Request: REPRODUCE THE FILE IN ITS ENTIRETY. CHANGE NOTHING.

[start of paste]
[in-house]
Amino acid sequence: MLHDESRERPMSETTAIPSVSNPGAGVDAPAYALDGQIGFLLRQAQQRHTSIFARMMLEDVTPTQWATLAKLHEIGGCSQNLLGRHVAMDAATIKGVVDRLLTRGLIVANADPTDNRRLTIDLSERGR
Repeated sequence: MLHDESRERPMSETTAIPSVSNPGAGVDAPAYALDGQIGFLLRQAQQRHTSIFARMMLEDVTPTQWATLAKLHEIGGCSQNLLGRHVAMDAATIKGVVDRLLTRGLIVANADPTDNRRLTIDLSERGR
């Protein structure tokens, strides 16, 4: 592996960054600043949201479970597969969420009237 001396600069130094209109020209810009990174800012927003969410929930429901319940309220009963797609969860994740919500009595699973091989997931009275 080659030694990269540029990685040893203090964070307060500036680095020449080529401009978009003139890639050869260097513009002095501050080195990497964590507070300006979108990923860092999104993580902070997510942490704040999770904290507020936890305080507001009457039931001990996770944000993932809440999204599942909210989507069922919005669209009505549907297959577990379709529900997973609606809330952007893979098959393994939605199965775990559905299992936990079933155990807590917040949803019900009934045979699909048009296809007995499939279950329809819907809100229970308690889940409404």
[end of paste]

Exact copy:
[in-house]
Amino acid sequence: MLHDESRERPMSETTAIPSVSNPGAGVDAPAYALDGQIGFLLRQAQQRHTSIFARMMLEDVTPTQWATLAKLHEIGGCSQNLLGRHVAMDAATIKGVVDRLLTRGLIVANADPTDNRRLTIDLSERGR
Repeated sequence: MLHDESRERPMSETTAIPSVSNPGAGVDAPAYALDGQIGFLLRQAQQRHTSIFARMMLEDVTPTQWATLAKLHEIGGCSQNLLGRHVAMDAATIKGVVDRLLTRGLIVANADPTDNRRLTIDLSERGR
């Protein structure tokens, strides 16, 4: 592996960054600043949201479970597969969420009237 001396600069130094209109020209810009990174800012927003969410929930429901319940309220009963797609969860994740919500009595699973091989997931009275 080659030694990269540029990685040893203090964070307060500036680095020449080529401009978009003139890639050869260097513009002095501050080195990497964590507070300006979108990923860092999104993580902070997510942490704040999770904290507020936890305080507001009457039931001990996770944000993932809440999204599942909210989507069922919005669209009505549907297959577990379709529900997973609606809330952007893979098959393994939605199965775990559905299992936990079933155990807590917040949803019900009934045979699909048009296809007995499939279950329809819907809100229970308690889940409404």